A Little Time With The 1689: Day 301

Day 301

Of Lawful Oaths and Vows.

Chapter 23, Paragraph 5.

“…and regular obedience, are so far from being degrees of higher perfection, that they are superstitious, and sinful snares, in which no Christian may entangle himself.”

Scripture Lookup

Matthew 19:11

Reflection

When I was a child I had aspirations to be a ballerina. I was awestruck each time I watched these women perform. Beautiful not only in costume and in movement, they embodied the culture of self-denial that surrounded the dance world: strictly watch what you eat, steel your mind against the fatigue, sacrifice your social life, push through the pain and don’t complain. Those who followed those mantras had the reward of achieving grace an ordinary woman could not.

In Roman Catholic culture, such awe as I had for ballet dancers surrounds those men and women who enter monastical life. They, too, live a life of self-denial. Their pleasures are denied for a seemingly greater goal. Dangling in front of them is the reward of achieving a greater holiness than those in the everyday world.

Taking monastical vows, and the life of asceticism that accompanies it, is very attractive. In such a system your level of holiness is determined by how devoted you are. Increasing in piety is only limited by yourself; therefore, push yourself further up the ladder to receive your well-earned reward. This system, however, is totally antithetical with the Gospel. No matter how hard we work, we cannot merit His favor by our actions. Only through faith in Christ alone can we be saved. Our holiness rests upon Him alone. Any good we do is through the Spirit, and good works are only those which Scripture states.

The Bible warns against false teachers who appeal to our senses with a life of asceticism. May we not be enamored with such superstition as has ensnared those who have joined monastic orders. Let our zeal be for Christ, and may we follow what He has commanded in His word.

If you have died with Christ to the elementary principles of the world, why, as if you were living in the world, do you submit yourself to decrees, such as, “Do not handle, do not taste, do not touch!” (which all refer to things destined to perish with use)—in accordance with the commandments and teachings of men? These are matters which have, to be sure, the appearance of wisdom in self-made religion and self-abasement and severe treatment of the body, but are of no value against fleshly indulgence. -Colossians 2:20-23, NASB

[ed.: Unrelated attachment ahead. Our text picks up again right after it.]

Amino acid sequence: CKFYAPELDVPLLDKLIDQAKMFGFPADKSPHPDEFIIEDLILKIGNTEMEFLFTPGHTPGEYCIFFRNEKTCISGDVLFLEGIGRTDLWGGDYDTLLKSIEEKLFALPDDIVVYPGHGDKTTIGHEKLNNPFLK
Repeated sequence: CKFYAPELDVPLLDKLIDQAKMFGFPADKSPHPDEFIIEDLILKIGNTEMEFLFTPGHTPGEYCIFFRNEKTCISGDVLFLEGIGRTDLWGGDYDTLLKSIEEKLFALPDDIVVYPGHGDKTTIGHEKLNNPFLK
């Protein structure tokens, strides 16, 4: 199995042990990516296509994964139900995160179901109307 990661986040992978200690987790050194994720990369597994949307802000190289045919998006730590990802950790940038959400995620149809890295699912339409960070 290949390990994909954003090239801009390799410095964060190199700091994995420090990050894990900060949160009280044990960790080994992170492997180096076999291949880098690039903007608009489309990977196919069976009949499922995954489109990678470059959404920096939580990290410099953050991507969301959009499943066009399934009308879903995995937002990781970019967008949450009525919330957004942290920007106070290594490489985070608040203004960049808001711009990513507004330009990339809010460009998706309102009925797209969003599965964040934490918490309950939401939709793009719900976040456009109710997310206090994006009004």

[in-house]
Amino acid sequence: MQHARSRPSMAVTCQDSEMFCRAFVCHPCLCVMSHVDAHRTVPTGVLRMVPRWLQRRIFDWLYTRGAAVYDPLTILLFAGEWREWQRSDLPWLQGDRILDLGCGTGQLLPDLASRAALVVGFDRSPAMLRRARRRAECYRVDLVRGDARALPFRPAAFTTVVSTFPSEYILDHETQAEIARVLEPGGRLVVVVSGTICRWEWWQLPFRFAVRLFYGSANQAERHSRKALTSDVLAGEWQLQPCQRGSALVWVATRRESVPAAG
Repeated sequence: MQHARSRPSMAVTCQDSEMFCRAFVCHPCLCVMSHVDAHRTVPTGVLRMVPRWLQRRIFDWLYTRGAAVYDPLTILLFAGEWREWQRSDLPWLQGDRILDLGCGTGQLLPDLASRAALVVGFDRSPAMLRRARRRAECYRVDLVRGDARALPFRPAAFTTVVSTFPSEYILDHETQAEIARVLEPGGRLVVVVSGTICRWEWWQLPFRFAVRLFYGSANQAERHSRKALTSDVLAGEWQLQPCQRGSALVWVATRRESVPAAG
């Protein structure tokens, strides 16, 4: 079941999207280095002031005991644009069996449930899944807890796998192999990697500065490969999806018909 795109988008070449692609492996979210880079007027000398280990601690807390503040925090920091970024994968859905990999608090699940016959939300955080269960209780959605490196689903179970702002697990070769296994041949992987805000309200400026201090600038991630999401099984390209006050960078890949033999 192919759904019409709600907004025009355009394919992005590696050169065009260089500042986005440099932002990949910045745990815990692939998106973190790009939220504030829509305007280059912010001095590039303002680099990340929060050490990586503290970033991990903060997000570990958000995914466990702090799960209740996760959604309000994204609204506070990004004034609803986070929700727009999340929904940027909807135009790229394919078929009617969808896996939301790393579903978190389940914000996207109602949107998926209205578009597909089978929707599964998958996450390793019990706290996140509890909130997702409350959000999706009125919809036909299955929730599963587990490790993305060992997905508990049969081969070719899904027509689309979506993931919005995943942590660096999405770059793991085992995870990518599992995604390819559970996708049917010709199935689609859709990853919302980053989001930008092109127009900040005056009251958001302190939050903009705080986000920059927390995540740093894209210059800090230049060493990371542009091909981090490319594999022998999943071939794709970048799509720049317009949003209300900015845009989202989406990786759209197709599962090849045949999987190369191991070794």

Questions to Consider

  • Is there anything you are doing to be “more holy” that Scripture doesn’t warrant?

 

A Little Time With The 1689: Day 299

Day 299

Of Lawful Oaths and Vows.

Chapter 23, Paragraph 5.

“…but Popish Monastical Vows, of perpetual single life,…”

Scripture Lookup

1 Corinthians 7:2,9

Reflection

If you haven’t experienced devout Roman Catholicism, the appreciation given to those who become priests, monks, or nuns might seem odd. Yet when you are pursuing a works-based righteousness, these are the people that are held up as examples to follow. Their dismissal of all that is “worldly”, serving God and the Church over everything else, is a very romantic notion. Taking monastical vows makes one holier-than-thou, literally: “Virgins who, committed to the holy plan of following Him more closely, are consecrated to God by the diocesean bishop…[and] are bethrothed mystically to Christ…” (Catechism of the Catholic Church).  They are closer to God because of the vow of chastity they had taken. Christ alone is their betrothed! They can resist temptation. Those who marry and have families, while still good, aren’t quite as dedicated as these others.

So what’s wrong with taking a vow of celibacy, to formally and intentionally withhold yourself from marriage? Could anyone who believes the true Gospel join in a community of fellow Christians, all formally abstaining from marriage and the physical intimacy that accompanies it? What is wrong with such a scenario is that it is never prescribed in Scripture. The Confession earlier stated: “Good works are only such as God hath commanded in His Holy Word”. (Chapter 16.1) Vows of a perpetual single life are not a good work, for they are not commanded by God in His word.

We know that there is nothing holier about those who take a vow of celibacy. They succumb to temptation and sin like everyone else. Only through faith alone, in the work of Christ alone, will anyone be redeemed. As Christians, may we be diligent to obey the commands of God only in Scripture, not a tradition.

Questions to Consider

  • Are there any things you consider “holy” that are not warranted by Scripture?